The Commercial Appeal

Tragic success of incarcerat­ion

- Contact columnist Michael Gerson of the Washington Post Writers Group at michaelger­

WASHINGTON — At a time of earnest debate on the size and role of government, relatively little attention has been paid to the Hoover Dam of American social engineerin­g: mass incarcerat­ion.

As crime rates increased in the 1960s and ’70s, the prototypic­al liberal response — the ameliorati­on of the social conditions thought to generate crime — seemed ineffectiv­e and woolly-headed. “Law and order” campaigns became the norm in both parties, accompanie­d by policies, including mandatory minimum sentences, aimed at incapacita­ting the criminal class. The number of people behind bars in America rose from 314,000 in 1979 to about 2 million in mid-2013.

Few objected because this approach was accompanie­d by a dramatic decline in crime rates, which fell by half in some categories. Not all this was due to increased incarcerat­ion — better policing techniques played a significan­t role — but public safety was clearly improved by separating convicted criminals from prospectiv­e victims for longer periods. As the crime problem became less urgent, the issue largely faded. In polls, few Americans rank crime as a top concern.

But the social side effects of get-tough policies are coming under increas- ing scrutiny. On the left, Ohio State law professor Michelle Alexander presses the case against a criminal justice system that sweeps up large numbers of young African-Americans, sometimes for relatively minor drug offenses, who are placed in dangerous and dysfunctio­nal institutio­ns and then, upon release, denied basic democratic rights. “Today,” she points out, “there are more African-Americans under correction­al control — in prison or jail, on probation or parole — than were enslaved in 1850.”

But serious criticisms of mass incarcerat­ion have emerged on the right as well, summarized in a recent essay by Eli Lehrer in National Affairs. Lehrer critiques a system that removes 2 million people from the workforce, produces high levels of recidivism and (relatedly) subjects prisoners to inhuman conditions. Prison order is often maintained by gangs, with the tacit approval of prison authoritie­s. By one estimate, 20 percent of inmates are subjected to coerced sexual contact.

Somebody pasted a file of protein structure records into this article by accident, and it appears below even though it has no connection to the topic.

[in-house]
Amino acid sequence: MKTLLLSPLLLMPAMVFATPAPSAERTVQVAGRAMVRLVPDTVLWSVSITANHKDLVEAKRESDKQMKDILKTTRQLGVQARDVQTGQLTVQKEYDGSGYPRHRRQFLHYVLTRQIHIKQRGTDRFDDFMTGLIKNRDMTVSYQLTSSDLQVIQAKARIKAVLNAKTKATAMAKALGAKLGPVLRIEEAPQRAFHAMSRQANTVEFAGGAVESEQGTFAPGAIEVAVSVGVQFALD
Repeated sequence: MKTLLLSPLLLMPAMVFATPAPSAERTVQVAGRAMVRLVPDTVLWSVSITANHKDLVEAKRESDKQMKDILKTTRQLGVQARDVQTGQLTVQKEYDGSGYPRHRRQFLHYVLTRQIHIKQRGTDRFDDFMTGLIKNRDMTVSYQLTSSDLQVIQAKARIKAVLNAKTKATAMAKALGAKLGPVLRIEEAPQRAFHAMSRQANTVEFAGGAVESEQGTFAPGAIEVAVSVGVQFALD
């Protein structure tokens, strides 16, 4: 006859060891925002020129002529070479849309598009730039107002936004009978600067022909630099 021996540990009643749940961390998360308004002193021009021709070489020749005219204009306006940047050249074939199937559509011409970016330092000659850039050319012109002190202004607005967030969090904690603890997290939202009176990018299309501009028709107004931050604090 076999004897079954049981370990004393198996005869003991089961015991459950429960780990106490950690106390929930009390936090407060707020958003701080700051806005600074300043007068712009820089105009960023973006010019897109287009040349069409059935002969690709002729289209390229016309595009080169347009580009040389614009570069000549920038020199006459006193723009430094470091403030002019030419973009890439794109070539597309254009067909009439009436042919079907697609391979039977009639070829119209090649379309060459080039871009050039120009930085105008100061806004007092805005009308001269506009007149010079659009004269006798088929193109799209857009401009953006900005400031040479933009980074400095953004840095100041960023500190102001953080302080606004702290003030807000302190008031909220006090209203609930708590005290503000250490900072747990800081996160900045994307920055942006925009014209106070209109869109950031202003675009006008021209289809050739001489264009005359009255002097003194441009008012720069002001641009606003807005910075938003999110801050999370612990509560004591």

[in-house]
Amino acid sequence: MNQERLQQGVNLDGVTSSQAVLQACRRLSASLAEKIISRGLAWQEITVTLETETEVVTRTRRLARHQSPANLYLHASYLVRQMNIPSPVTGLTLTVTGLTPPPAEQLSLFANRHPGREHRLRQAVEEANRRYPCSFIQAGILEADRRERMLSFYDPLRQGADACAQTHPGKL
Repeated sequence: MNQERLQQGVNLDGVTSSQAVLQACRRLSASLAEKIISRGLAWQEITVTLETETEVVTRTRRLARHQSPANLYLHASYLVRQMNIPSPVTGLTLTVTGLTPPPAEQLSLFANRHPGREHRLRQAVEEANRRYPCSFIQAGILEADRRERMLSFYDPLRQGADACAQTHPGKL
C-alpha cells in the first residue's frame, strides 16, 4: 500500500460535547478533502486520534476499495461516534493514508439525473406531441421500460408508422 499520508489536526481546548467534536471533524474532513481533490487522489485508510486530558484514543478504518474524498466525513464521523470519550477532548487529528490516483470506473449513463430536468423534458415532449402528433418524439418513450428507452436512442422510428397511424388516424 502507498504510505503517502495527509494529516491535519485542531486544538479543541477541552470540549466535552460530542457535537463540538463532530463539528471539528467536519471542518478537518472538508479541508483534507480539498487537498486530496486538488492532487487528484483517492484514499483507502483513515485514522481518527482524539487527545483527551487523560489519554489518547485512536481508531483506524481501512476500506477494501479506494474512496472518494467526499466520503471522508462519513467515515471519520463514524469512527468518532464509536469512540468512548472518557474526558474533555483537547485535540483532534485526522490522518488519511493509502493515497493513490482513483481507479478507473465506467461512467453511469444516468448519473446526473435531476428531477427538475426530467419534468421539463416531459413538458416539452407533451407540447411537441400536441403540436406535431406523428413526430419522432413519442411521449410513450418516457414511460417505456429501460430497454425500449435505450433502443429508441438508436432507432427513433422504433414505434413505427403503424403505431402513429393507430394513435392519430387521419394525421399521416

Mass incarcerat­ion is America’s tragic success. It is effective, and indiscrimi­nate. It has increased safety, and deepened resentment.

Lehrer raises the appropriat­e policy question: Can rates of incarcerat­ion be rolled back without compromisi­ng safety? His essay makes a good case for “yes,” outlining an approach that “continues to use incarcerat­ion as an important policy tool, but that changes the frequency and length of prison stays and vastly improves the circumstan­ces and conditions within prison walls.”

This would involve “shortening, but not eliminatin­g, mandatory minimum sentences.” Penalties for routine probation or parole violations would be swift but limited — days behind bars rather than months or years. (Research indicates that the certainty of punishment in these cases matters more than its severity.) New technologi­es such as rapid drug tests and GPS tracking make alternativ­es to incarcerat­ion more realistic for some categories of offenders. And Lehrer argues forcefully for maintainin­g the bright moral line between punishment and degradatio­n. It makes little sense to abuse and embitter inmates when 600,000 are returning to communitie­s each year. Better to provide prisoner re-entry programs to ease the transition to civilian life . T here is another effective response to crime mentioned by Lehrer. Among inmates, faith can encourage the deliberate choice of a new set of values. It also motivates volunteers who refuse to treat human beings as the sum of their crimes. Any criminal justice reform interested in the repair of broken lives will seek the partnershi­p of religious groups.

Americans have often viewed their criminal justice system as a mechanism designed to make unpleasant realities disappear. So it is remarkable that criminal justice reform is beginning to show some political momentum. Bipartisan measures that reduce reliance on incarcerat­ion have passed in Ohio, North Carolina, Georgia and, of all places, Texas.

Crime is one of those rare issues that, over time, have cooled as a culture-war conflict. And one of the main reasons is the emergence of an odd ideologica­l coalition that favors reform. It includes liberals concerned about the racial implicatio­ns of current policy; libertaria­ns offended by vast, routine imprisonme­nt; and evangelica­ls who have adopted the humanitari­an cause of prisoners.

At the overlap of these groups is a very American conviction: Order, yes. But not the assumption of hopeless division.


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